The broken-down and inept political and religious systems of our age do not want to change; they want to be vindicated.   The Church does not want to change its theology by entering into dialogue with scientists and technologists.  Rather it asks, what can we offer you out of our storehouse of treasures?  Similarly, technology instead ask: “How can we consolidate our white male power by working together?” For science, like religion, is a male endeavor of power, a quest to perfect the fallen Adam and attain God-likeness.

The Church does not tolerate novel thinkers.  From the silencing and house arrest of Galileo to the burning of Giordano Bruno, and the placement of Teilhard’s works on the index of forbidden books, the Church controls God-talk. As a consequence, many theologians dismiss Teilhard without ever reading his works. As one theologian said to me, “I could not care less about Teilhard. I have never read him.”  Another young theologian said to me, “once we get beyond your boomer theology we will get back to real theology.” This sleight of hand borne from a narrow mind and a fearful heart is not much different from the evangelical mind of Adamic purity.  Teilhard de Chardin was well aware of his critics but it did not dissuade him from stating that unless Christianity realigns its theology with a world in evolution, religion will fail and so too will all other systems. The God-world relationship is a unity and must be held together to be credible and vital.  Without God, evolution has no real direction.

There are many religious people who have a virus of contempt but do not know they are contagious. They are the silent anarchists who, by their smug intellectualism and inflated opinions, are unraveling the threads of humanity in the name of God-fearing faith. Anarchist mentality is all around us. Every person who vindicates a self-righteous position is an anarchist.  I would suggest that the only persons who should enter into dialogue today are the poor, the humble, the lowly, the open-hearted, the pure of heart and the mystics; those who are willing to see things in a new way and can cross over in dialogue to see the world from another perspective.  All others entrenched in their certifiable opinions are anarchists-in-the making.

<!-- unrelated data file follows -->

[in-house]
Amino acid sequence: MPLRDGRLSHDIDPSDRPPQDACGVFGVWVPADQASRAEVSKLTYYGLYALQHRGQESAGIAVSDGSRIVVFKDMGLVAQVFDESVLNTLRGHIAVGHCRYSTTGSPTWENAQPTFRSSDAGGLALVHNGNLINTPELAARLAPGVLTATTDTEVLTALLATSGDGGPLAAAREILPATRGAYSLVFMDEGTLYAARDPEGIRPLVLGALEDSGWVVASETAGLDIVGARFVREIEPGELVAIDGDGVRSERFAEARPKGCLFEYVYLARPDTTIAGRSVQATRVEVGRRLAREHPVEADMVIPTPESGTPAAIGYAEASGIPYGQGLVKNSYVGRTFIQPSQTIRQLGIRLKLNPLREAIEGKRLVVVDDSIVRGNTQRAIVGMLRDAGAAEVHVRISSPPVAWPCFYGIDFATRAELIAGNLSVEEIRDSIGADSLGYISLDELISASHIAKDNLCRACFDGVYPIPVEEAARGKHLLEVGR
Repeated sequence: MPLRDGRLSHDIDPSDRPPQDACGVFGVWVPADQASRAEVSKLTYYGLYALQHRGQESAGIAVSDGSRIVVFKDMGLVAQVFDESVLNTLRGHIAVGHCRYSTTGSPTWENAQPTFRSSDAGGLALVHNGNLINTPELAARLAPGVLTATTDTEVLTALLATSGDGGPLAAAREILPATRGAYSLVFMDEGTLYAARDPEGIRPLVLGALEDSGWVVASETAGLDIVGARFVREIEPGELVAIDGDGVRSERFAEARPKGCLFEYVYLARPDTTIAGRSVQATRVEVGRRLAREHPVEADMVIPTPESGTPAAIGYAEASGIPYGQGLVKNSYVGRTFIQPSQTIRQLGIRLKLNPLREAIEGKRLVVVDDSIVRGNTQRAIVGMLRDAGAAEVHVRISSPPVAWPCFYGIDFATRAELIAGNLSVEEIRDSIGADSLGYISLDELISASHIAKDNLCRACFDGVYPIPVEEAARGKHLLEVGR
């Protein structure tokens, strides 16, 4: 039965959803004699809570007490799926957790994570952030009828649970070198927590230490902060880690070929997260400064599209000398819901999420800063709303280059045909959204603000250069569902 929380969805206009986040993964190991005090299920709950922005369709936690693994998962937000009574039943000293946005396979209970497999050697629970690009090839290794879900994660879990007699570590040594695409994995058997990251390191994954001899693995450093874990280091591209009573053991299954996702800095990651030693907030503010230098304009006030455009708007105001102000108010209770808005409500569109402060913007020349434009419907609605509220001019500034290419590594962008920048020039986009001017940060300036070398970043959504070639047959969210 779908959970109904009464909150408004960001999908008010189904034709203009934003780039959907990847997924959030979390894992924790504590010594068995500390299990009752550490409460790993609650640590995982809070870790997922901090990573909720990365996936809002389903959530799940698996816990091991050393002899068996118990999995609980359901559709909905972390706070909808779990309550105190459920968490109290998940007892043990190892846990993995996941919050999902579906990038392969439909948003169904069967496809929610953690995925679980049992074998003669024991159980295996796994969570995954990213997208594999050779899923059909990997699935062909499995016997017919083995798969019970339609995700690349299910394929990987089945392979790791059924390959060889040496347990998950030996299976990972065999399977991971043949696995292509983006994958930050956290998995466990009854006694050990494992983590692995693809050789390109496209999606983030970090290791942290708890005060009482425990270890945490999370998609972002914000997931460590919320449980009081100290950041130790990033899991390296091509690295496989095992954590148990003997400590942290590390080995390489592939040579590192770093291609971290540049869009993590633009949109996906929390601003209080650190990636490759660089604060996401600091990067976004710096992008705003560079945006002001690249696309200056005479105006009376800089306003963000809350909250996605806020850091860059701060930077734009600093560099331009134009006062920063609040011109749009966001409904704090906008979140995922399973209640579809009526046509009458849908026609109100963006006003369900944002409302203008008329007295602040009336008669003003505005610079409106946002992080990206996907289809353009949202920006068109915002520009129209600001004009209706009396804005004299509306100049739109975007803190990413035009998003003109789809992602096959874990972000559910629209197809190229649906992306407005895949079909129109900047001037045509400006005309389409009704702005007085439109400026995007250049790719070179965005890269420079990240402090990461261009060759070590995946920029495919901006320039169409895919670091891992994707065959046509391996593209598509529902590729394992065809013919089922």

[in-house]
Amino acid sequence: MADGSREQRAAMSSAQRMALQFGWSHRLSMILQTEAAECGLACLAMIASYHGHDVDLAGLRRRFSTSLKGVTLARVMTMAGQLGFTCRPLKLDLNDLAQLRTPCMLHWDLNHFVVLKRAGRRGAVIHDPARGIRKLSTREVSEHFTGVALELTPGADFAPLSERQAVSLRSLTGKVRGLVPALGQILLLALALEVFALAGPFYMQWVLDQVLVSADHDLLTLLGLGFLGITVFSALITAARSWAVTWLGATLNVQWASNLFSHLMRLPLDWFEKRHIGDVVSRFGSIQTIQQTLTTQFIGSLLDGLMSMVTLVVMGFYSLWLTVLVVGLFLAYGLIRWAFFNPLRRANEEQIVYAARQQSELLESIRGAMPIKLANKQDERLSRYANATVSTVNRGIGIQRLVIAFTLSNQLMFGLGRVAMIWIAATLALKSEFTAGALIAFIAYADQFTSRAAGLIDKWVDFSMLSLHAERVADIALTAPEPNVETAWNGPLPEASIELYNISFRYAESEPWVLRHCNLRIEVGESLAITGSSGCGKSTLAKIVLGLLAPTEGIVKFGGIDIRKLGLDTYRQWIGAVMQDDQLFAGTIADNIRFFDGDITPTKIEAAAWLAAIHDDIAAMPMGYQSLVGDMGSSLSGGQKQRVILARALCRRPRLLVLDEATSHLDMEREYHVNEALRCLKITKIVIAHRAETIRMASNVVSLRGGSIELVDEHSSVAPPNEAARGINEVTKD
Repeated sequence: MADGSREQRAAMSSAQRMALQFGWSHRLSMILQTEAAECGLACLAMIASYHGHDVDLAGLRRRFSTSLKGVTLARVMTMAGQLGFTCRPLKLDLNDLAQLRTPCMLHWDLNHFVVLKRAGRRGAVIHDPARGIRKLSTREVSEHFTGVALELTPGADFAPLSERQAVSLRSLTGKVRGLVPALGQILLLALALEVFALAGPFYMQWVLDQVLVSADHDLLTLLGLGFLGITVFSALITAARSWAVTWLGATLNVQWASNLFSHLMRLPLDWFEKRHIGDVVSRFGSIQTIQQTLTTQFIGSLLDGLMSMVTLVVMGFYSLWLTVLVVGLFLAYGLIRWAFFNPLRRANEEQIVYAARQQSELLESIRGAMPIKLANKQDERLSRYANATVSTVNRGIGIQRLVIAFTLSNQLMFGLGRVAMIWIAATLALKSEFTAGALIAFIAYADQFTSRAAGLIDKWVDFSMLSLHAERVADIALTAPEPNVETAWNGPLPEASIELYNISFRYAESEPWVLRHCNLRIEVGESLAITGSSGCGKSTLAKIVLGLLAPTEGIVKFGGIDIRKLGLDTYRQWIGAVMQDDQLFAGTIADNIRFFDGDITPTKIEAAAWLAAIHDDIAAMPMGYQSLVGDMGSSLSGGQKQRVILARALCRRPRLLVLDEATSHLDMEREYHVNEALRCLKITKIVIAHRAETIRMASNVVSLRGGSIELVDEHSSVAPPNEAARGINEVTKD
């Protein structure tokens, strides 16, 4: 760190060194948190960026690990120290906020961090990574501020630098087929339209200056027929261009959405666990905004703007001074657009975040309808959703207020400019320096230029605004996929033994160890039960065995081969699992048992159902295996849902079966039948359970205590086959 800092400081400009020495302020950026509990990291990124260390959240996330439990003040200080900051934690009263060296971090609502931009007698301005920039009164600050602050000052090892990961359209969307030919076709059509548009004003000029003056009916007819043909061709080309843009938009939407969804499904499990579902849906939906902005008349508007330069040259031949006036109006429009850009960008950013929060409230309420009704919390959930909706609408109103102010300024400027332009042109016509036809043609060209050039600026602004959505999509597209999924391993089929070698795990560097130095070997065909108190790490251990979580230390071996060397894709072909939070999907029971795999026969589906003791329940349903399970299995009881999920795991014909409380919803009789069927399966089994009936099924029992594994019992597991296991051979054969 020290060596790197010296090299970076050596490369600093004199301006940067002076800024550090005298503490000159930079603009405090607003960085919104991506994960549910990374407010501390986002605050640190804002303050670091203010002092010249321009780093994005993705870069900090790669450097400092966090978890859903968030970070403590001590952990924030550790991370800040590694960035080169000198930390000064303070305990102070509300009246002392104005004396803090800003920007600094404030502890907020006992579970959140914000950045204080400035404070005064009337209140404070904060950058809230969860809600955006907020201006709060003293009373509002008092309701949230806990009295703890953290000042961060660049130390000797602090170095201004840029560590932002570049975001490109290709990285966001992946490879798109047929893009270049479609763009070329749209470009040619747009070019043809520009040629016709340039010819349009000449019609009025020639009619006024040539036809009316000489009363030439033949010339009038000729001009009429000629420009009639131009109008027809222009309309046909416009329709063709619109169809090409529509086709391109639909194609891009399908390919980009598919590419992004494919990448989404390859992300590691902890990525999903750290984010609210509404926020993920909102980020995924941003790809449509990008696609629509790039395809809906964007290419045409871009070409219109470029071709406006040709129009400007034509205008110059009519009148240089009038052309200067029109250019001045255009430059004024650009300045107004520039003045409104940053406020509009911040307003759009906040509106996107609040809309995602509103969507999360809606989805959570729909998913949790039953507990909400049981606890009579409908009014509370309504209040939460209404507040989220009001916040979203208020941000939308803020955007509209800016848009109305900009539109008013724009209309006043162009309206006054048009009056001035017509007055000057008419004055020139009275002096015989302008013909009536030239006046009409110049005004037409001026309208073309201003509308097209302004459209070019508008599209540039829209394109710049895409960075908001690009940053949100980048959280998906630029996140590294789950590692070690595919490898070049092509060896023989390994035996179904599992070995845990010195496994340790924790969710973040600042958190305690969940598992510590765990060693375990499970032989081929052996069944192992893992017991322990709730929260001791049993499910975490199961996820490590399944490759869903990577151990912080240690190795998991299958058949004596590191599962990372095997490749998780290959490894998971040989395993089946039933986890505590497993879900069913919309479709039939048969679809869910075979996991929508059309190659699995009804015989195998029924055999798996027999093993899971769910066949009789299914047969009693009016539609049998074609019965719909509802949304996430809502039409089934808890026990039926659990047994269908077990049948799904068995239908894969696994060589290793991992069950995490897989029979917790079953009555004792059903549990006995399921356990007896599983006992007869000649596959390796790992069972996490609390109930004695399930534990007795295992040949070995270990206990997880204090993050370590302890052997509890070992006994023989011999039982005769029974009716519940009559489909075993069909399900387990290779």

I should like to have confidence in our elected leaders as well as our religious leaders, but the fact is, our government infrastructure is rickety and brittle, and institutional religion is riddled with corruption, as shown in the latest sexual abuse crisis.  Neither system can sustain the evolving complexities of the global world.  Unless these systems get on board with evolution and process reality, we will face dire consequences.

So what do we do?  We the people can feel small and inconsequential in the face of these massive, patriarchal systems of power but the truth is, we make a difference as to how these systems progress.  We must trust the power of God within and act from this center of faith; dare to think differently and act according to an integrity of thought.  But we must also wildly create and imagine a new world. The protective shell of the individual is deadly.  We are to love without conditions and forgive over and over again; we are to be merciful.  Keeping the door of the heart open to the suffering of others and letting the heart be a womb of mercy is salvific.  The whole process of evolution is cruciform in nature, a suffering through the fragile limits of unfinished life towards wholeness.  If we suffer well, we shall triumph in new life.

Teilhard saw the implications of static religion and failed politics in a world of change.  He died alone and in exile because his ideas were rejected by the Church, but his vision can realign the world toward a planetary humanity bound in love.  He asked us to remain steadfast in the Spirit of love, the Spirit who groans in the birthpangs of labor, birthing a new reality (cf. Rom 8:22) a reality that is always emerging, as Teilhard reminded us, eppur si muove, we are moving!  In the present moment, we see insurrection and destruction, but the truth is, we are in evolution.



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  1. Maile on May 3, 2021 at 5:35 pm

    Thank you, Ilia, for this profound and pertinent analysis of the maelstrom (malestrom?!) we are experiencing at this time. A time, as your writings have persuaded me, of great shifting. This piece expresses many things I am thinking and feeling in such a beautiful way, and it also offers hope.
    The one thing I am uncomfortable with is the use of the term “anarchists” to describe the rioters and fundamentalists. Although the word anarchy is used in a generic sense to mean chaos, anarchist today often refers to a revolutionary movement that in many ways is quite similar (I hope you don’t mind my saying) to the (r)evolution you call for in your writings, including in this piece. Anarchists are critical of the same institutions and powers you criticize (wealthy technocrats, patriarchy, for example); they stand in active solidarity with the poor, humble, lowly. That, in the minds of many, is the “Anarchist mentality.” Not what happened on Jan. 6. Anarchists are opposed to fascists, which, as one reader pointed out, is really who the rioters were. And in France, Teilhard de Chardin is one of the few Christian thinkers with whom anarchists (they wouldn’t capitalize it) are able to find any affinity.